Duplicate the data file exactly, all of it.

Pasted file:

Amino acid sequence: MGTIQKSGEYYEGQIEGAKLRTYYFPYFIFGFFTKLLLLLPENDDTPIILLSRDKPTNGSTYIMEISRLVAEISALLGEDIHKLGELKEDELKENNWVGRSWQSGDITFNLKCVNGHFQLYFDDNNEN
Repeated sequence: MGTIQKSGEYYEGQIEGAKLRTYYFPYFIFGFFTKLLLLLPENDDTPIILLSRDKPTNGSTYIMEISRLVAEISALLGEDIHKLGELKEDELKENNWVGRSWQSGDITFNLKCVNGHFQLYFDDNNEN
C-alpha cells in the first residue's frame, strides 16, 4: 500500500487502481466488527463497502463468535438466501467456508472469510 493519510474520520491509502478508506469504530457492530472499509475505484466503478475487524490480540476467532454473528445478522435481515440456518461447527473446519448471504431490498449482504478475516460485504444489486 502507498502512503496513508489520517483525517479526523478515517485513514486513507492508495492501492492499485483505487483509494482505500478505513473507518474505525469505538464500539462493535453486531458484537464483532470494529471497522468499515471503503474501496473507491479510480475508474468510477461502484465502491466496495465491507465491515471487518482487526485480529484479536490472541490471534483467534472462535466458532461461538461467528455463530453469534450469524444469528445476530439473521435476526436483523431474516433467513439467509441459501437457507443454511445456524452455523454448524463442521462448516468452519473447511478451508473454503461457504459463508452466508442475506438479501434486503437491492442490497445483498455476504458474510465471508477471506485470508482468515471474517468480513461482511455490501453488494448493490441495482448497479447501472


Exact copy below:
Amino acid sequence: MGTIQKSGEYYEGQIEGAKLRTYYFPYFIFGFFTKLLLLLPENDDTPIILLSRDKPTNGSTYIMEISRLVAEISALLGEDIHKLGELKEDELKENNWVGRSWQSGDITFNLKCVNGHFQLYFDDNNEN
Repeated sequence: MGTIQKSGEYYEGQIEGAKLRTYYFPYFIFGFFTKLLLLLPENDDTPIILLSRDKPTNGSTYIMEISRLVAEISALLGEDIHKLGELKEDELKENNWVGRSWQSGDITFNLKCVNGHFQLYFDDNNEN
C-alpha cells in the first residue's frame, strides 16, 4: 500500500487502481466488527463497502463468535438466501467456508472469510 493519510474520520491509502478508506469504530457492530472499509475505484466503478475487524490480540476467532454473528445478522435481515440456518461447527473446519448471504431490498449482504478475516460485504444489486 502507498502512503496513508489520517483525517479526523478515517485513514486513507492508495492501492492499485483505487483509494482505500478505513473507518474505525469505538464500539462493535453486531458484537464483532470494529471497522468499515471503503474501496473507491479510480475508474468510477461502484465502491466496495465491507465491515471487518482487526485480529484479536490472541490471534483467534472462535466458532461461538461467528455463530453469534450469524444469528445476530439473521435476526436483523431474516433467513439467509441459501437457507443454511445456524452455523454448524463442521462448516468452519473447511478451508473454503461457504459463508452466508442475506438479501434486503437491492442490497445483498455476504458474510465471508477471506485470508482468515471474517468480513461482511455490501453488494448493490441495482448497479447501472